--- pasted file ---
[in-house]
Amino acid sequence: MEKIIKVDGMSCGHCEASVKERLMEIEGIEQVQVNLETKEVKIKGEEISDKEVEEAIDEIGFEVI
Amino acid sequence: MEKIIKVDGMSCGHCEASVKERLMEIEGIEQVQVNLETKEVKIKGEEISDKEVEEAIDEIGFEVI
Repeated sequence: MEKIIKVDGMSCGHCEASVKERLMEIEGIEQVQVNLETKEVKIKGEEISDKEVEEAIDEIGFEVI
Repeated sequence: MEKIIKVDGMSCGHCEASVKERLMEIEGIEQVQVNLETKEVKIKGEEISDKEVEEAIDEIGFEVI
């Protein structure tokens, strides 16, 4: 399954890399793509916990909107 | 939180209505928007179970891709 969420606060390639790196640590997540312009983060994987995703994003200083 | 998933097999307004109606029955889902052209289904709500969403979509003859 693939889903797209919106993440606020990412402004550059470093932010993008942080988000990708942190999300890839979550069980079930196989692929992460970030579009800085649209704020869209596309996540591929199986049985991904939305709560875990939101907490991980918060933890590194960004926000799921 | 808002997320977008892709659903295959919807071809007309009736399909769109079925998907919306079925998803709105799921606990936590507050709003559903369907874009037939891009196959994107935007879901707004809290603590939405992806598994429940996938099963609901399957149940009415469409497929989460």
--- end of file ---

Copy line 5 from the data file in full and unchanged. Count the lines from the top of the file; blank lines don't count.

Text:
Repeated sequence: MEKIIKVDGMSCGHCEASVKERLMEIEGIEQVQVNLETKEVKIKGEEISDKEVEEAIDEIGFEVI